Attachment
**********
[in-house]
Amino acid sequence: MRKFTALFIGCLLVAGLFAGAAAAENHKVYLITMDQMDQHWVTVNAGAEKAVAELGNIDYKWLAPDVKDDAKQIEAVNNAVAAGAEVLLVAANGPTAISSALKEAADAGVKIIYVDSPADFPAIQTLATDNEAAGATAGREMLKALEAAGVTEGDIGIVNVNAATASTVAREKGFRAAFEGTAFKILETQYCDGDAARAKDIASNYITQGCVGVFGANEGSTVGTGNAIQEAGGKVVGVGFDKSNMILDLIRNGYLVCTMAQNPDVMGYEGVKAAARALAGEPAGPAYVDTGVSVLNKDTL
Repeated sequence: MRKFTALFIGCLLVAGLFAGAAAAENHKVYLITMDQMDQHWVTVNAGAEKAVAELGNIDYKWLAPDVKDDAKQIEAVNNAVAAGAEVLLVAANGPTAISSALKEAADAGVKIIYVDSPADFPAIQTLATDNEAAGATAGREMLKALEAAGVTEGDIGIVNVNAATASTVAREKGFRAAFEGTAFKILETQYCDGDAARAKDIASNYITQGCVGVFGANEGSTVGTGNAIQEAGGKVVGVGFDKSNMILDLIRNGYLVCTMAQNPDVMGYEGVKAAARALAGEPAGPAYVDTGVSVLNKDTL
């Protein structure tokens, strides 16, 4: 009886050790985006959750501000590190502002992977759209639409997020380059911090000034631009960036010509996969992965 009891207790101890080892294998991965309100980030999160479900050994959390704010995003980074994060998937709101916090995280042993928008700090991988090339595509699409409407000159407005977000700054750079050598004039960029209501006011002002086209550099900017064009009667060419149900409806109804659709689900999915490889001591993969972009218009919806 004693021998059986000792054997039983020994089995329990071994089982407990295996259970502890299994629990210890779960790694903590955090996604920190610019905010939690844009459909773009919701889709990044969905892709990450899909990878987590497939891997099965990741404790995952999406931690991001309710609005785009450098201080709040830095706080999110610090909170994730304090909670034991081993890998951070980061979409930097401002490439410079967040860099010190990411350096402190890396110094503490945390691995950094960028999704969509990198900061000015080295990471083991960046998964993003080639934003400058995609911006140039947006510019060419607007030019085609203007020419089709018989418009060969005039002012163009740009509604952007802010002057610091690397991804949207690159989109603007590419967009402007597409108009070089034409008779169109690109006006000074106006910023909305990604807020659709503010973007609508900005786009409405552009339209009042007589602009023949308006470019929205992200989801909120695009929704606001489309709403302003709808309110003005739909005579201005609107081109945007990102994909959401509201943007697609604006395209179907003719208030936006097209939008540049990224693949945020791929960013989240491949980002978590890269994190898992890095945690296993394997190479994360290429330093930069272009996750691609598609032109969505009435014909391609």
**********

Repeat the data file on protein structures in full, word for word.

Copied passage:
[in-house]
Amino acid sequence: MRKFTALFIGCLLVAGLFAGAAAAENHKVYLITMDQMDQHWVTVNAGAEKAVAELGNIDYKWLAPDVKDDAKQIEAVNNAVAAGAEVLLVAANGPTAISSALKEAADAGVKIIYVDSPADFPAIQTLATDNEAAGATAGREMLKALEAAGVTEGDIGIVNVNAATASTVAREKGFRAAFEGTAFKILETQYCDGDAARAKDIASNYITQGCVGVFGANEGSTVGTGNAIQEAGGKVVGVGFDKSNMILDLIRNGYLVCTMAQNPDVMGYEGVKAAARALAGEPAGPAYVDTGVSVLNKDTL
Repeated sequence: MRKFTALFIGCLLVAGLFAGAAAAENHKVYLITMDQMDQHWVTVNAGAEKAVAELGNIDYKWLAPDVKDDAKQIEAVNNAVAAGAEVLLVAANGPTAISSALKEAADAGVKIIYVDSPADFPAIQTLATDNEAAGATAGREMLKALEAAGVTEGDIGIVNVNAATASTVAREKGFRAAFEGTAFKILETQYCDGDAARAKDIASNYITQGCVGVFGANEGSTVGTGNAIQEAGGKVVGVGFDKSNMILDLIRNGYLVCTMAQNPDVMGYEGVKAAARALAGEPAGPAYVDTGVSVLNKDTL
């Protein structure tokens, strides 16, 4: 009886050790985006959750501000590190502002992977759209639409997020380059911090000034631009960036010509996969992965 009891207790101890080892294998991965309100980030999160479900050994959390704010995003980074994060998937709101916090995280042993928008700090991988090339595509699409409407000159407005977000700054750079050598004039960029209501006011002002086209550099900017064009009667060419149900409806109804659709689900999915490889001591993969972009218009919806 004693021998059986000792054997039983020994089995329990071994089982407990295996259970502890299994629990210890779960790694903590955090996604920190610019905010939690844009459909773009919701889709990044969905892709990450899909990878987590497939891997099965990741404790995952999406931690991001309710609005785009450098201080709040830095706080999110610090909170994730304090909670034991081993890998951070980061979409930097401002490439410079967040860099010190990411350096402190890396110094503490945390691995950094960028999704969509990198900061000015080295990471083991960046998964993003080639934003400058995609911006140039947006510019060419607007030019085609203007020419089709018989418009060969005039002012163009740009509604952007802010002057610091690397991804949207690159989109603007590419967009402007597409108009070089034409008779169109690109006006000074106006910023909305990604807020659709503010973007609508900005786009409405552009339209009042007589602009023949308006470019929205992200989801909120695009929704606001489309709403302003709808309110003005739909005579201005609107081109945007990102994909959401509201943007697609604006395209179907003719208030936006097209939008540049990224693949945020791929960013989240491949980002978590890269994190898992890095945690296993394997190479994360290429330093930069272009996750691609598609032109969505009435014909391609």